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Jason Kenney TRIGGERED by David Suzuki's pipeline remarks
The famed environmentalist is under fire from Alberta's government for relatively anodyne remarks warning of environmentalists taking more radical action if governments fail to act on climate
Alberta’s government put forward a motion in the legislature Tuesday to denounce David Suzuki’s remarks at an Extinction Rebellion-led protest on Vancouver Island, where he cautioned that if governments don’t act to stem the climate crisis, environmentalists could start engaging in sabotage against fossil fuel infrastructure.
“This is what we’ve come to. The next stage after this, there are going to be pipelines blown up if our leaders don’t pay attention to what’s going on,” Suzuki said.
The government’s motion, introduced by House Leader Jason Nixon, denounces “any comments made calling for the intentional destruction of energy infrastructure” as well as “incitements of violent eco-terrorism,” Lisa Johnson of the Edmonton Journal reports.
“I think every single Canadian should be appalled by any comments that can be used to incite violence, that in any way refer to the blowing up of a pipeline, or any type of infrastructure,” Nixon added.
Of course, Suzuki said nothing of that sort, but as the government’s inquiry into anti-Albertan activities demonstrated, when have the facts ever gotten in the way of a public vilification campaign?
When asked to clarify his remarks by the National Post’s Tyler Dawson, Suzuki said of course he doesn’t advocate ecoterrorism, but correctly observed that the vast majority of violence in this debate is coming from law enforcement brutalizing those who blockade fossil fuel projects, as we’re currently witnessing in Wet’suwet’en.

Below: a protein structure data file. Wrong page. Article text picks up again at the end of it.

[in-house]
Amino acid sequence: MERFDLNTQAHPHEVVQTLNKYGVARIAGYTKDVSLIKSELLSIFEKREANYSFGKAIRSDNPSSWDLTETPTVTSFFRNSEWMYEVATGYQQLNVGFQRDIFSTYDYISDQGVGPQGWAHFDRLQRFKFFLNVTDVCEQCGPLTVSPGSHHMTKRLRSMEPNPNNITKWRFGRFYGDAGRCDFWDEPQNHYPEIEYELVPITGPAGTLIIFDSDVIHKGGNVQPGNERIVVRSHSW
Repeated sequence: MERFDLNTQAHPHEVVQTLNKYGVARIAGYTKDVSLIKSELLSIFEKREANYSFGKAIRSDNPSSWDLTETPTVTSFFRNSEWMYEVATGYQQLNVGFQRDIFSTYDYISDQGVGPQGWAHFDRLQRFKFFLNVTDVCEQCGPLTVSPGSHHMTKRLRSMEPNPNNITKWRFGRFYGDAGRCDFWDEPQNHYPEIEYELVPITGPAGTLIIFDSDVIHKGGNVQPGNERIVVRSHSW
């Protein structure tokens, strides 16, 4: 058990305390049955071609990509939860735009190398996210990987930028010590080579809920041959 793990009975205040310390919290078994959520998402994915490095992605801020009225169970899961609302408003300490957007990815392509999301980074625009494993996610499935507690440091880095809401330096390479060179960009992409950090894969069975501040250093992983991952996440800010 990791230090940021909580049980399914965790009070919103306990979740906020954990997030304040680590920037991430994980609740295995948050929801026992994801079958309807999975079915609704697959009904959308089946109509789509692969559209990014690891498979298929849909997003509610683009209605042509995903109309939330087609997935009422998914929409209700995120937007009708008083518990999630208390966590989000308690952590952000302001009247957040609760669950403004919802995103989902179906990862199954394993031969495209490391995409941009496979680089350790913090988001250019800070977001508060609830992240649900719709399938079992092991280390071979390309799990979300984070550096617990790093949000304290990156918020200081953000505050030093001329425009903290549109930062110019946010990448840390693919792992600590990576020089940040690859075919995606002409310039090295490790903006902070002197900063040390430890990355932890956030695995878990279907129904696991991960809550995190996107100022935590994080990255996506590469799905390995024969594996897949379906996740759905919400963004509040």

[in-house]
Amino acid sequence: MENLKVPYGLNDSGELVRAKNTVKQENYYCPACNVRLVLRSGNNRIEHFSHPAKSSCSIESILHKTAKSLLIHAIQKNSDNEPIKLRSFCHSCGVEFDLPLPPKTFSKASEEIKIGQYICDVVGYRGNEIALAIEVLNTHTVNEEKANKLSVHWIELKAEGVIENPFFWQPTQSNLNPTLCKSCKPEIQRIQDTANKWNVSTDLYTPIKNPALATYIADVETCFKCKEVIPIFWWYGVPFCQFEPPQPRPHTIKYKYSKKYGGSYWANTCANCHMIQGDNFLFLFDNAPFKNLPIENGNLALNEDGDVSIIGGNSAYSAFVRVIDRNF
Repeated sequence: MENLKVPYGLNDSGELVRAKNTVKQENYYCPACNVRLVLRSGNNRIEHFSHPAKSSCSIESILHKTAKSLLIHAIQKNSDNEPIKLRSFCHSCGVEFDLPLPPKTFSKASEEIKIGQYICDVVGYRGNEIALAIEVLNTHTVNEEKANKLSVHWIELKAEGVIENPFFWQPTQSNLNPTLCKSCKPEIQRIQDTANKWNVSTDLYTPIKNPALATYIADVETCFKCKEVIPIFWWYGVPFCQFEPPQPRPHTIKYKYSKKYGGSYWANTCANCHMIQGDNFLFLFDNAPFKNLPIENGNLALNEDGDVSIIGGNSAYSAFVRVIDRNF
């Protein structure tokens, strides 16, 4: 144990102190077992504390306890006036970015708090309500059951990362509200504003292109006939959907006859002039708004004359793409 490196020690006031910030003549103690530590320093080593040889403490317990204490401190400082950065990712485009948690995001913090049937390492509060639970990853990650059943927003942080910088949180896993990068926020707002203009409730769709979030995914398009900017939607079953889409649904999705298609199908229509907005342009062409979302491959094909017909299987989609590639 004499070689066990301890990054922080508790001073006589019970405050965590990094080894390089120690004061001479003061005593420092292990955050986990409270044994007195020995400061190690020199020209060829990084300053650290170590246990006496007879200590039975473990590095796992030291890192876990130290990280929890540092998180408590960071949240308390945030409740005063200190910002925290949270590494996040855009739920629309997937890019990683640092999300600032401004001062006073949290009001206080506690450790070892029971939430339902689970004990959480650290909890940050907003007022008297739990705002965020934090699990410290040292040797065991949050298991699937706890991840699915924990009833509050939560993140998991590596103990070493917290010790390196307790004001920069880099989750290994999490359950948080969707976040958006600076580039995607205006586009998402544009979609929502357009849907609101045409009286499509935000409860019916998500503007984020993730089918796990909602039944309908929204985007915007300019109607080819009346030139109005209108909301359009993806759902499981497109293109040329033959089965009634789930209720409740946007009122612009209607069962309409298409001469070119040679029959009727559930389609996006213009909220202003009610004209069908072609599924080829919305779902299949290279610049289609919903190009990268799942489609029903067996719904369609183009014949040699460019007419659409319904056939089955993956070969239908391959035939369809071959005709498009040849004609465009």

Premier Jason Kenney accused Suzuki of dog-whistling toward those who advocate violence, arguing that if Suzuki were any other public figure, he would have been “cancelled.”
“I think it creates a context that some people could use to rationalize violence,” said Kenney, who once told a group of oil executives that Russia’s imprisonment of environmentalists was “instructive.”
Alberta’s NDP opposition agreed with Kenney and Nixon about Suzuki’s comments, as they do on just about every matter related to oil and gas.
“These statements were risky, harmful and dangerous,” said NDP justice critic Irfan Sabir, who called for more civility while the planet burns.
As a sop to the progressives whose support the party is constantly taking for granted, Sabir added that the NDP is “concerned about the heavy-handed and violent nature of the enforcement action taken in Wet’suwet’en territory.”
In other news …
The 11-4 vote was notably opposed by Mayor Jyoti Gondek and the two city councillors who sit on the Calgary Police Commission — Courtney Walcott and Gian-Carlo Carra.
The $6.1-million budget increase will allow the cops to hire 38 new staff, including 13 new officers, on top of the 60 new positions that were already funded for this year.
Walcott said the police budget has increased from $277 million to $411 million over the past decade, but the city has not provided “any form of scrutiny” for CPS spending.
This comes a year after Calgary police agreed to forego $8 million of its budget to invest in alternative response methods for people in crisis.
Alberta chief medical officer of health Dr. Deena Hinshaw noted that the “child had complex pre-existing medical conditions that played a significant role” in their death.
Of the 3,227 Albertans who have died from COVID, 33 were in their 30s, 14 in their 20s and one was 18.
This is Alberta’s first paediatric COVID death, which comes the same day the province announced its vaccine rollout for children ages five to 11.
Association president Dallas Sopko estimates that the province is 47 prosecutors short, but says it’s hard to keep track because of how quickly prosecutors are leaving.
A spokesperson for Alberta Justice told Global News that as of Sept. 30, there were 39 vacancies out of 377 trial Crown prosecutor positions, but said the “number of vacancies remains fluid,” echoing Sopko.
“The impact on the complainants, witnesses and the public in general is that Crown prosecutors are having to make decisions about whether to run files, not based on the strength of the evidence, but rather based on which files on their desk are more important,” said Criminal Trial Lawyers’ Association president Danielle Boisvert.
Edited by Scott Schmidt
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